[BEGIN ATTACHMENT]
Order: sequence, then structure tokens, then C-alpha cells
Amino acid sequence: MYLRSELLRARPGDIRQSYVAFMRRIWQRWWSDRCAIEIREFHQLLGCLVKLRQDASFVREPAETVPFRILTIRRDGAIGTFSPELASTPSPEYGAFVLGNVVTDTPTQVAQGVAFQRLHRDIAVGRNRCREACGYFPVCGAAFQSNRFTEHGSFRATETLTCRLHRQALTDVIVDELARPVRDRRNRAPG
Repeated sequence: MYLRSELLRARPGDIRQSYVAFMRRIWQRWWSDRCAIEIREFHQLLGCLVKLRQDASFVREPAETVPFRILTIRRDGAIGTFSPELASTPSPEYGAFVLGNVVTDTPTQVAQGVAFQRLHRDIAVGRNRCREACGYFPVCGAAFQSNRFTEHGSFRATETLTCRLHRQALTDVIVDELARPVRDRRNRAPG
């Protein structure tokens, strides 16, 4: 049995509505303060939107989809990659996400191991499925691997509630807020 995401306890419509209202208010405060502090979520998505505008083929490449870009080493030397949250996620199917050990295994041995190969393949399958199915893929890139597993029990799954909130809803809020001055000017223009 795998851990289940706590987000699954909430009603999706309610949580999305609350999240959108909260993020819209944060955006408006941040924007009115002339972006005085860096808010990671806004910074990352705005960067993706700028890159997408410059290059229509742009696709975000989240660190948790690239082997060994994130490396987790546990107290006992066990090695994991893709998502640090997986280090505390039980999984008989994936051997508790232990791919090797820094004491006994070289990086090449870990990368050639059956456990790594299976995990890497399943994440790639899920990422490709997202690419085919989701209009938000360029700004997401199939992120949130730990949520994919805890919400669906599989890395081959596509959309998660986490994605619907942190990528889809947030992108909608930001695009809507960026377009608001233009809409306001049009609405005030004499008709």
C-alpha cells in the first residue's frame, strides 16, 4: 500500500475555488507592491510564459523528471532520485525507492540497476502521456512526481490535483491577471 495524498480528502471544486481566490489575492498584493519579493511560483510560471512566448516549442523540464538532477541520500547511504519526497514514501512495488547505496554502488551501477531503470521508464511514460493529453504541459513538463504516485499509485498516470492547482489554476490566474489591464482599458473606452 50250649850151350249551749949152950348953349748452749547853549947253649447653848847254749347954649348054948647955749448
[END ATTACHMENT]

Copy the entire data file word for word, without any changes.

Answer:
Order: sequence, then structure tokens, then C-alpha cells
Amino acid sequence: MYLRSELLRARPGDIRQSYVAFMRRIWQRWWSDRCAIEIREFHQLLGCLVKLRQDASFVREPAETVPFRILTIRRDGAIGTFSPELASTPSPEYGAFVLGNVVTDTPTQVAQGVAFQRLHRDIAVGRNRCREACGYFPVCGAAFQSNRFTEHGSFRATETLTCRLHRQALTDVIVDELARPVRDRRNRAPG
Repeated sequence: MYLRSELLRARPGDIRQSYVAFMRRIWQRWWSDRCAIEIREFHQLLGCLVKLRQDASFVREPAETVPFRILTIRRDGAIGTFSPELASTPSPEYGAFVLGNVVTDTPTQVAQGVAFQRLHRDIAVGRNRCREACGYFPVCGAAFQSNRFTEHGSFRATETLTCRLHRQALTDVIVDELARPVRDRRNRAPG
């Protein structure tokens, strides 16, 4: 049995509505303060939107989809990659996400191991499925691997509630807020 995401306890419509209202208010405060502090979520998505505008083929490449870009080493030397949250996620199917050990295994041995190969393949399958199915893929890139597993029990799954909130809803809020001055000017223009 795998851990289940706590987000699954909430009603999706309610949580999305609350999240959108909260993020819209944060955006408006941040924007009115002339972006005085860096808010990671806004910074990352705005960067993706700028890159997408410059290059229509742009696709975000989240660190948790690239082997060994994130490396987790546990107290006992066990090695994991893709998502640090997986280090505390039980999984008989994936051997508790232990791919090797820094004491006994070289990086090449870990990368050639059956456990790594299976995990890497399943994440790639899920990422490709997202690419085919989701209009938000360029700004997401199939992120949130730990949520994919805890919400669906599989890395081959596509959309998660986490994605619907942190990528889809947030992108909608930001695009809507960026377009608001233009809409306001049009609405005030004499008709």
C-alpha cells in the first residue's frame, strides 16, 4: 500500500475555488507592491510564459523528471532520485525507492540497476502521456512526481490535483491577471 495524498480528502471544486481566490489575492498584493519579493511560483510560471512566448516549442523540464538532477541520500547511504519526497514514501512495488547505496554502488551501477531503470521508464511514460493529453504541459513538463504516485499509485498516470492547482489554476490566474489591464482599458473606452 50250649850151350249551749949152950348953349748452749547853549947253649447653848847254749347954649348054948647955749448